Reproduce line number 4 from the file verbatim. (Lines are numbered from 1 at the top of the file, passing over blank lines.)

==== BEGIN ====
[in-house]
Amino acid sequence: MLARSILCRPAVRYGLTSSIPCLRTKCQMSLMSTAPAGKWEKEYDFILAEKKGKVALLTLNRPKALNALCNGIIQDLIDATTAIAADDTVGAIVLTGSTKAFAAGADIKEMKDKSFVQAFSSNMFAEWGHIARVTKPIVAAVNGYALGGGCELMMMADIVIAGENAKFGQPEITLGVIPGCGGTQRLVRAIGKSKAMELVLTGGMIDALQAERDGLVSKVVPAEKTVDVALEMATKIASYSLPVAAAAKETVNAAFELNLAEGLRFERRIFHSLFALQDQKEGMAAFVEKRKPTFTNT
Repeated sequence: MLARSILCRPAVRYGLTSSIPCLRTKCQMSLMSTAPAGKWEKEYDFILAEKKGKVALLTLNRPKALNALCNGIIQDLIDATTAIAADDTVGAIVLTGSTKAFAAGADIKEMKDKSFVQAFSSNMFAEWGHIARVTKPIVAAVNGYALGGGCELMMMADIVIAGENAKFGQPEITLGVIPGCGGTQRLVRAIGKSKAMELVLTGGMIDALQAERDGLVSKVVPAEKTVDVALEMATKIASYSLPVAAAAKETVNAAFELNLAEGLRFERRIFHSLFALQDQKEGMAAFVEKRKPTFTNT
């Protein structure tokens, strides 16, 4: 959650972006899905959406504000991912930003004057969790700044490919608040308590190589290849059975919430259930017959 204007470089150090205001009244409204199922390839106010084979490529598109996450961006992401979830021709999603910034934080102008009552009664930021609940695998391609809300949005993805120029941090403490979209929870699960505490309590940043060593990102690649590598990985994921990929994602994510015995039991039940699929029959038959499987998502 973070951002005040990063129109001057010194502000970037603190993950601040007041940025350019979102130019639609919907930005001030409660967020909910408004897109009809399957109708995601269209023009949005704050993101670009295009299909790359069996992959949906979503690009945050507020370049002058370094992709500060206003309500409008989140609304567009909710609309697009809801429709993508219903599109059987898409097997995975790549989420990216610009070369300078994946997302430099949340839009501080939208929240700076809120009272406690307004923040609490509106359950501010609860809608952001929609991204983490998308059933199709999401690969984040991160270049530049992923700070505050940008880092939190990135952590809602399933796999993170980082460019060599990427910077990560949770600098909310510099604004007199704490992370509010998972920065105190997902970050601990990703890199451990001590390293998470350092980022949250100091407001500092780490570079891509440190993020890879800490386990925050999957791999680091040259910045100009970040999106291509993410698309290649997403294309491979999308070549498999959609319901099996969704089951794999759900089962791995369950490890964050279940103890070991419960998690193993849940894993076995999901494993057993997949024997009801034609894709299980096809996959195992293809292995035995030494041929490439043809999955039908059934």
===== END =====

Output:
């Protein structure tokens, strides 16, 4: 959650972006899905959406504000991912930003004057969790700044490919608040308590190589290849059975919430259930017959 204007470089150090205001009244409204199922390839106010084979490529598109996450961006992401979830021709999603910034934080102008009552009664930021609940695998391609809300949005993805120029941090403490979209929870699960505490309590940043060593990102690649590598990985994921990929994602994510015995039991039940699929029959038959499987998502 973070951002005040990063129109001057010194502000970037603190993950601040007041940025350019979102130019639609919907930005001030409660967020909910408004897109009809399957109708995601269209023009949005704050993101670009295009299909790359069996992959949906979503690009945050507020370049002058370094992709500060206003309500409008989140609304567009909710609309697009809801429709993508219903599109059987898409097997995975790549989420990216610009070369300078994946997302430099949340839009501080939208929240700076809120009272406690307004923040609490509106359950501010609860809608952001929609991204983490998308059933199709999401690969984040991160270049530049992923700070505050940008880092939190990135952590809602399933796999993170980082460019060599990427910077990560949770600098909310510099604004007199704490992370509010998972920065105190997902970050601990990703890199451990001590390293998470350092980022949250100091407001500092780490570079891509440190993020890879800490386990925050999957791999680091040259910045100009970040999106291509993410698309290649997403294309491979999308070549498999959609319901099996969704089951794999759900089962791995369950490890964050279940103890070991419960998690193993849940894993076995999901494993057993997949024997009801034609894709299980096809996959195992293809292995035995030494041929490439043809999955039908059934």